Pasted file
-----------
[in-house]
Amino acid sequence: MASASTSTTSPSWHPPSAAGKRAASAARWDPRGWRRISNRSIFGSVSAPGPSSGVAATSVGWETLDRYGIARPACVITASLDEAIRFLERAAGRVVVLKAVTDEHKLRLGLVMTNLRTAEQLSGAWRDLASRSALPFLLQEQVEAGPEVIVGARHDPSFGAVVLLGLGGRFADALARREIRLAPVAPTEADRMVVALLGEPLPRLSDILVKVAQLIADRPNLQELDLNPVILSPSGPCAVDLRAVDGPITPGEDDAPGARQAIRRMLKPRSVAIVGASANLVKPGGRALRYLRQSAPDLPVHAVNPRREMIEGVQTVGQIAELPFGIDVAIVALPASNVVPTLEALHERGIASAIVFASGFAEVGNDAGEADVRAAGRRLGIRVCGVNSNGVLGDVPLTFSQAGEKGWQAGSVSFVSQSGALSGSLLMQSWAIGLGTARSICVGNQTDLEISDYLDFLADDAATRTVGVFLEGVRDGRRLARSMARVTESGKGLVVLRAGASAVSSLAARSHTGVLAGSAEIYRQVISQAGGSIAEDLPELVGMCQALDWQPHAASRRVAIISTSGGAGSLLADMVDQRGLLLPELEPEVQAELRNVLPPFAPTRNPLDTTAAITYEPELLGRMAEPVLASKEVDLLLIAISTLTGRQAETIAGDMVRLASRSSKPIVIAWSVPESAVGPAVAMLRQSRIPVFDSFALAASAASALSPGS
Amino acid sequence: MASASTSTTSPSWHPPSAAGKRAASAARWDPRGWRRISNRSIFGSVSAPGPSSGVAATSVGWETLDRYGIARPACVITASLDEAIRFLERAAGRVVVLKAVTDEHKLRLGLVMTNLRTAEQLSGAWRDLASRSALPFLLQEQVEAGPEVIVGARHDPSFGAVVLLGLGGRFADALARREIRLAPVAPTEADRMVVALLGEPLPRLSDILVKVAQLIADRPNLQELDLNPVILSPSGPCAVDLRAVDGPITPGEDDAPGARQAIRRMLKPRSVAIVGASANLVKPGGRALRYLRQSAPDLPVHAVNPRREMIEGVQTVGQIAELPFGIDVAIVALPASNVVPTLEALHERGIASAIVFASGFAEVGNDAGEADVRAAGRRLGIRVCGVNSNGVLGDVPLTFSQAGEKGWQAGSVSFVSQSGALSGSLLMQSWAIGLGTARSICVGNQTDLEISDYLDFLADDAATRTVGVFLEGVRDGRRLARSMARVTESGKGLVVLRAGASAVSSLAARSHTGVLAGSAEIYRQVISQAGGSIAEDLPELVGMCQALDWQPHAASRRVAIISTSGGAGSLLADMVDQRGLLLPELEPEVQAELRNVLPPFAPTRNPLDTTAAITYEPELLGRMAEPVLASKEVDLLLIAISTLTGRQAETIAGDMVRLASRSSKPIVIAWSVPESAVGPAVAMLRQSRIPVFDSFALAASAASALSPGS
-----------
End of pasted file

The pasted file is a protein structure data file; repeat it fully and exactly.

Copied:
[in-house]
Amino acid sequence: MASASTSTTSPSWHPPSAAGKRAASAARWDPRGWRRISNRSIFGSVSAPGPSSGVAATSVGWETLDRYGIARPACVITASLDEAIRFLERAAGRVVVLKAVTDEHKLRLGLVMTNLRTAEQLSGAWRDLASRSALPFLLQEQVEAGPEVIVGARHDPSFGAVVLLGLGGRFADALARREIRLAPVAPTEADRMVVALLGEPLPRLSDILVKVAQLIADRPNLQELDLNPVILSPSGPCAVDLRAVDGPITPGEDDAPGARQAIRRMLKPRSVAIVGASANLVKPGGRALRYLRQSAPDLPVHAVNPRREMIEGVQTVGQIAELPFGIDVAIVALPASNVVPTLEALHERGIASAIVFASGFAEVGNDAGEADVRAAGRRLGIRVCGVNSNGVLGDVPLTFSQAGEKGWQAGSVSFVSQSGALSGSLLMQSWAIGLGTARSICVGNQTDLEISDYLDFLADDAATRTVGVFLEGVRDGRRLARSMARVTESGKGLVVLRAGASAVSSLAARSHTGVLAGSAEIYRQVISQAGGSIAEDLPELVGMCQALDWQPHAASRRVAIISTSGGAGSLLADMVDQRGLLLPELEPEVQAELRNVLPPFAPTRNPLDTTAAITYEPELLGRMAEPVLASKEVDLLLIAISTLTGRQAETIAGDMVRLASRSSKPIVIAWSVPESAVGPAVAMLRQSRIPVFDSFALAASAASALSPGS
Amino acid sequence: MASASTSTTSPSWHPPSAAGKRAASAARWDPRGWRRISNRSIFGSVSAPGPSSGVAATSVGWETLDRYGIARPACVITASLDEAIRFLERAAGRVVVLKAVTDEHKLRLGLVMTNLRTAEQLSGAWRDLASRSALPFLLQEQVEAGPEVIVGARHDPSFGAVVLLGLGGRFADALARREIRLAPVAPTEADRMVVALLGEPLPRLSDILVKVAQLIADRPNLQELDLNPVILSPSGPCAVDLRAVDGPITPGEDDAPGARQAIRRMLKPRSVAIVGASANLVKPGGRALRYLRQSAPDLPVHAVNPRREMIEGVQTVGQIAELPFGIDVAIVALPASNVVPTLEALHERGIASAIVFASGFAEVGNDAGEADVRAAGRRLGIRVCGVNSNGVLGDVPLTFSQAGEKGWQAGSVSFVSQSGALSGSLLMQSWAIGLGTARSICVGNQTDLEISDYLDFLADDAATRTVGVFLEGVRDGRRLARSMARVTESGKGLVVLRAGASAVSSLAARSHTGVLAGSAEIYRQVISQAGGSIAEDLPELVGMCQALDWQPHAASRRVAIISTSGGAGSLLADMVDQRGLLLPELEPEVQAELRNVLPPFAPTRNPLDTTAAITYEPELLGRMAEPVLASKEVDLLLIAISTLTGRQAETIAGDMVRLASRSSKPIVIAWSVPESAVGPAVAMLRQSRIPVFDSFALAASAASALSPGS